Known as the “Island of the Mad,” for 250 years the Island of San Servolo was the official mental asylum of Venice.
Run by the religious order San Giovanni di Dio, the asylum opened in 1725 with the order that all insane men be relocated there. In 1798 it began to accept women as well.
Over 200,000 patients were admitted to the asylum, and most would never leave. In 1978, following a change in Italian law, the asylum was closed and the Venice government created the “Istituto per le Ricerche e gli Studi sull´Emarginazione Sociale e Culturale” (Institute for the Study of Social and Cultural Marginalization) to preserve the documents related to the history of the hospital.
In 2006, it was reopened in its current form, as a museum dedicated to the history of the asylum. The museum houses the equipment from the mental asylum, as well as the anatomical theater, though the theater is a recreation using the original equipment since the actual room now provides a different use. It is divided into nine sections: the Laboratory, the Ambulatory, Didactic Products, Sickness Therapies, Straightjackets, the Sick, Lodgings, Pharmacy, and Anatomical Theater.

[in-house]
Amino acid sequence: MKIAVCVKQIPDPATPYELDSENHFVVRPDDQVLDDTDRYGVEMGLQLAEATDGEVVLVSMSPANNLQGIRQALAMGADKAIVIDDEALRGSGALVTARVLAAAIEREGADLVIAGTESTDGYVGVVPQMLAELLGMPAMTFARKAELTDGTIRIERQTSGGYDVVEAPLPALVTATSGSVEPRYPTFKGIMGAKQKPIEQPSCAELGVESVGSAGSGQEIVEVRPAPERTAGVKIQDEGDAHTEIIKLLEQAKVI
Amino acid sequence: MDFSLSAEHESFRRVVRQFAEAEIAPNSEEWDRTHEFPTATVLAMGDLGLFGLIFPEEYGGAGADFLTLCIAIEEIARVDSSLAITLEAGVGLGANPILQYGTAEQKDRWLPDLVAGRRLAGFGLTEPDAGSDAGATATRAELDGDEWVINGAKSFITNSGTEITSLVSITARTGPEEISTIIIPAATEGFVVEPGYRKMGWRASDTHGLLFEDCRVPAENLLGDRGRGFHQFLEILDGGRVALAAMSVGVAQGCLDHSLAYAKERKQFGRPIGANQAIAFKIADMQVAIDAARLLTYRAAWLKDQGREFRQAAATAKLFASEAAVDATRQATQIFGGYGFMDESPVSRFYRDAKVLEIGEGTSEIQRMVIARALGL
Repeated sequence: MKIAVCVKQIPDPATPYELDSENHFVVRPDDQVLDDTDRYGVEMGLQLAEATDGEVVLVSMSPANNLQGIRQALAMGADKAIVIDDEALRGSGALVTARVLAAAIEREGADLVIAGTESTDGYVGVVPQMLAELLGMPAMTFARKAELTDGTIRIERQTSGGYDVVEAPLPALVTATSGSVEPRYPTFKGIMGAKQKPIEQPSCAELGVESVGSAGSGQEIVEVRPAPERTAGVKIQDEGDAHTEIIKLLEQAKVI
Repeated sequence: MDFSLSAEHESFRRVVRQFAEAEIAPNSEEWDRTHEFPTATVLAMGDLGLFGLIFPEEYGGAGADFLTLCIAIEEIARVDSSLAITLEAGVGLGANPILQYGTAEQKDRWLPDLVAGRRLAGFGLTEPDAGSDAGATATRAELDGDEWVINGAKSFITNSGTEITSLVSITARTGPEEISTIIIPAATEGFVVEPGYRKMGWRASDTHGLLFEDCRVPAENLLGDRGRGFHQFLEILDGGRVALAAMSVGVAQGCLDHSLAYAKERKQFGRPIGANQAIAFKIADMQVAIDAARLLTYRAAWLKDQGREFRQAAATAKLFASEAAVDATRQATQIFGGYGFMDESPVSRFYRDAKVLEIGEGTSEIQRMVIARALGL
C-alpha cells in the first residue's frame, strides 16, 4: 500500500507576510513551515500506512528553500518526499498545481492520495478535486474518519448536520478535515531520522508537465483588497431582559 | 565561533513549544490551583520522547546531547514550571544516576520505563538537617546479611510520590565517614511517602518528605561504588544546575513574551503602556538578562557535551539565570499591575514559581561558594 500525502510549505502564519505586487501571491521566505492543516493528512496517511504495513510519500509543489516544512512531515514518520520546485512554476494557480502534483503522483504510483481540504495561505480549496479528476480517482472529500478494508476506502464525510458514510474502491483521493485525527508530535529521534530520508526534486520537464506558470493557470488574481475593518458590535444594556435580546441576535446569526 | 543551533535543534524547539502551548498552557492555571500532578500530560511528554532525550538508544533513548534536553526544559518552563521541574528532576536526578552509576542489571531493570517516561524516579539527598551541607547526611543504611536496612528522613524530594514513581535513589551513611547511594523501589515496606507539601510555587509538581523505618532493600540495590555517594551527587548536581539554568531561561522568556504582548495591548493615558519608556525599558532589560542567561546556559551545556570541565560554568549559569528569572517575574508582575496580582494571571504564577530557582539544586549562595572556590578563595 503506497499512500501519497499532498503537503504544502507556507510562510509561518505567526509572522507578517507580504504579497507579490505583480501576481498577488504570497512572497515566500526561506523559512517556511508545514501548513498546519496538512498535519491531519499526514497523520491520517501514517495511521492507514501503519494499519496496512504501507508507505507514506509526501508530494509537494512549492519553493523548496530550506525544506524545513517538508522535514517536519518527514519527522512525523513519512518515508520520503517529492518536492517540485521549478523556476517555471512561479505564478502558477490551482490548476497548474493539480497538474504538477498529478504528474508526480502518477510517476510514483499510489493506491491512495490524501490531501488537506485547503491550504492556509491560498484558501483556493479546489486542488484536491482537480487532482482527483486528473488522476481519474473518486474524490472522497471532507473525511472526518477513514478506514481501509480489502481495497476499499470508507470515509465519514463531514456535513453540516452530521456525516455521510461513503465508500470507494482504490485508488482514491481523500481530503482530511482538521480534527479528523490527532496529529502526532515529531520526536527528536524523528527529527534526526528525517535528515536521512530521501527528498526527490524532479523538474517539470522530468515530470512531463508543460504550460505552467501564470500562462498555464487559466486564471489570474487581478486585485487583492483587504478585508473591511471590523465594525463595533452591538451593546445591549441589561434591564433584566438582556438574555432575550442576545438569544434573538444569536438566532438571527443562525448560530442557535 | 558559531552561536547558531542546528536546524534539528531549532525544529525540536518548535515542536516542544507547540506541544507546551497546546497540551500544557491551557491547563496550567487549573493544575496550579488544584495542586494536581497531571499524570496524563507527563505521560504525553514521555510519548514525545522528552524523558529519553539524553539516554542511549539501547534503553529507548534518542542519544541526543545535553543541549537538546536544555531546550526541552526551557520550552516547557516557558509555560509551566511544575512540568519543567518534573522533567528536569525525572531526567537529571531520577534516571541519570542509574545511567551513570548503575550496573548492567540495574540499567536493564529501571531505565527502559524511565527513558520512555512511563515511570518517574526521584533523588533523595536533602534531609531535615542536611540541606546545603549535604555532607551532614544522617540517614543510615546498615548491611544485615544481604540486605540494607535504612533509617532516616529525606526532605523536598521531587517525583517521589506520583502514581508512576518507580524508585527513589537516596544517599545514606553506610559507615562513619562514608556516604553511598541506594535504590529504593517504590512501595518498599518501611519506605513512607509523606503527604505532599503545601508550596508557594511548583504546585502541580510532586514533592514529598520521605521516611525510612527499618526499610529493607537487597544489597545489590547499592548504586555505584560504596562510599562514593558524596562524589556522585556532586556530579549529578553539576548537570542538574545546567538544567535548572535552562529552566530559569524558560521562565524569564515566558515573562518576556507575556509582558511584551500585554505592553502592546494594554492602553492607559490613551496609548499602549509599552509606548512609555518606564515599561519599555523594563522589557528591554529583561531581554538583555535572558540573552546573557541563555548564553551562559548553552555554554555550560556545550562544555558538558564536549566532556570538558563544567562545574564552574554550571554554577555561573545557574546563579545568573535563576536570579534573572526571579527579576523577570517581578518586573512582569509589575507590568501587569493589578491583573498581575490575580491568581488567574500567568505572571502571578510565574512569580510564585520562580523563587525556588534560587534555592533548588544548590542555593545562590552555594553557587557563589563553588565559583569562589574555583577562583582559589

The archives hold photo albums of patients from 1874 through to the 20th century, including 13,695 glass plates, and the library holds a collection left by San Servolo and San Clemente Psychiatric Hospitals, such as religious works from the 16th to 18th centuries and more recent medical and scientific works. There is also an extensive park with rare plants and trees which once supplied the pharmacy.
The island also houses Venice International University, opened in 1995.
Another asylum lies abandoned and off limits in the Venetian lagoon on Poveglia Island, one of the city’s many plague quarantine stations. Near Poveglia, mass graves of plague victims were found on the quarantine islands of Lazzaretto Nuovo and Lazzaretto Vecchio.